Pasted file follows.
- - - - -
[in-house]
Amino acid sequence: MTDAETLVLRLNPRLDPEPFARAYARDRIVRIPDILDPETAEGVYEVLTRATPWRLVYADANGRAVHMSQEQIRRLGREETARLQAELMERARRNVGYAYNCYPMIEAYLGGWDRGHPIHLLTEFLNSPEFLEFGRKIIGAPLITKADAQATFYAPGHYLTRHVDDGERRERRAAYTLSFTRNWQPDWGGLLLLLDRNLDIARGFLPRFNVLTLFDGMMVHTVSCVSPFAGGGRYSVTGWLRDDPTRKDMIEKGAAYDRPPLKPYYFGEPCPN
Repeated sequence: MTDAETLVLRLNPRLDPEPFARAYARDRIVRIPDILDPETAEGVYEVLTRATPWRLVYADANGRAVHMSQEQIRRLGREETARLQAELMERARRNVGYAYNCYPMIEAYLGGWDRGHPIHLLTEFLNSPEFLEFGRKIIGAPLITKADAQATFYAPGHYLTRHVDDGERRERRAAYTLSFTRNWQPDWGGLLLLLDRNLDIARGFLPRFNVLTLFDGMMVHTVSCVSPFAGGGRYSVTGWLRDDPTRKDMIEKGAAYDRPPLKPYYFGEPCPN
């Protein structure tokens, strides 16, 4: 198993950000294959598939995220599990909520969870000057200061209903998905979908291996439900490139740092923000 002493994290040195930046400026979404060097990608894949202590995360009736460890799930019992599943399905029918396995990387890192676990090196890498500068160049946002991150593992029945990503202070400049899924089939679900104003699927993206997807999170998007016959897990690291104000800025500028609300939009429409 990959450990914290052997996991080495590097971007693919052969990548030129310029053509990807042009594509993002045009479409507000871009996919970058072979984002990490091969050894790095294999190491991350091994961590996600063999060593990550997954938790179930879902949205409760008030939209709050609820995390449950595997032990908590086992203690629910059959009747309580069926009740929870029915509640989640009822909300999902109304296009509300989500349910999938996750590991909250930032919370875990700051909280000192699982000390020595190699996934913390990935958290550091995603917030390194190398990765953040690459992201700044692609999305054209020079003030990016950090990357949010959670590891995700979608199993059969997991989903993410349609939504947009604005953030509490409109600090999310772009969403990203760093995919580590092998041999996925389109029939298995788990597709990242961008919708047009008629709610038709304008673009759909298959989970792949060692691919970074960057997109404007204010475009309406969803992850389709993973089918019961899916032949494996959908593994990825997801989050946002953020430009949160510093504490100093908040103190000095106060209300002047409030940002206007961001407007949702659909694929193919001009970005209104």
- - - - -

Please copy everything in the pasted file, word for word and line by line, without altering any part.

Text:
[in-house]
Amino acid sequence: MTDAETLVLRLNPRLDPEPFARAYARDRIVRIPDILDPETAEGVYEVLTRATPWRLVYADANGRAVHMSQEQIRRLGREETARLQAELMERARRNVGYAYNCYPMIEAYLGGWDRGHPIHLLTEFLNSPEFLEFGRKIIGAPLITKADAQATFYAPGHYLTRHVDDGERRERRAAYTLSFTRNWQPDWGGLLLLLDRNLDIARGFLPRFNVLTLFDGMMVHTVSCVSPFAGGGRYSVTGWLRDDPTRKDMIEKGAAYDRPPLKPYYFGEPCPN
Repeated sequence: MTDAETLVLRLNPRLDPEPFARAYARDRIVRIPDILDPETAEGVYEVLTRATPWRLVYADANGRAVHMSQEQIRRLGREETARLQAELMERARRNVGYAYNCYPMIEAYLGGWDRGHPIHLLTEFLNSPEFLEFGRKIIGAPLITKADAQATFYAPGHYLTRHVDDGERRERRAAYTLSFTRNWQPDWGGLLLLLDRNLDIARGFLPRFNVLTLFDGMMVHTVSCVSPFAGGGRYSVTGWLRDDPTRKDMIEKGAAYDRPPLKPYYFGEPCPN
């Protein structure tokens, strides 16, 4: 198993950000294959598939995220599990909520969870000057200061209903998905979908291996439900490139740092923000 002493994290040195930046400026979404060097990608894949202590995360009736460890799930019992599943399905029918396995990387890192676990090196890498500068160049946002991150593992029945990503202070400049899924089939679900104003699927993206997807999170998007016959897990690291104000800025500028609300939009429409 990959450990914290052997996991080495590097971007693919052969990548030129310029053509990807042009594509993002045009479409507000871009996919970058072979984002990490091969050894790095294999190491991350091994961590996600063999060593990550997954938790179930879902949205409760008030939209709050609820995390449950595997032990908590086992203690629910059959009747309580069926009740929870029915509640989640009822909300999902109304296009509300989500349910999938996750590991909250930032919370875990700051909280000192699982000390020595190699996934913390990935958290550091995603917030390194190398990765953040690459992201700044692609999305054209020079003030990016950090990357949010959670590891995700979608199993059969997991989903993410349609939504947009604005953030509490409109600090999310772009969403990203760093995919580590092998041999996925389109029939298995788990597709990242961008919708047009008629709610038709304008673009759909298959989970792949060692691919970074960057997109404007204010475009309406969803992850389709993973089918019961899916032949494996959908593994990825997801989050946002953020430009949160510093504490100093908040103190000095106060209300002047409030940002206007961001407007949702659909694929193919001009970005209104």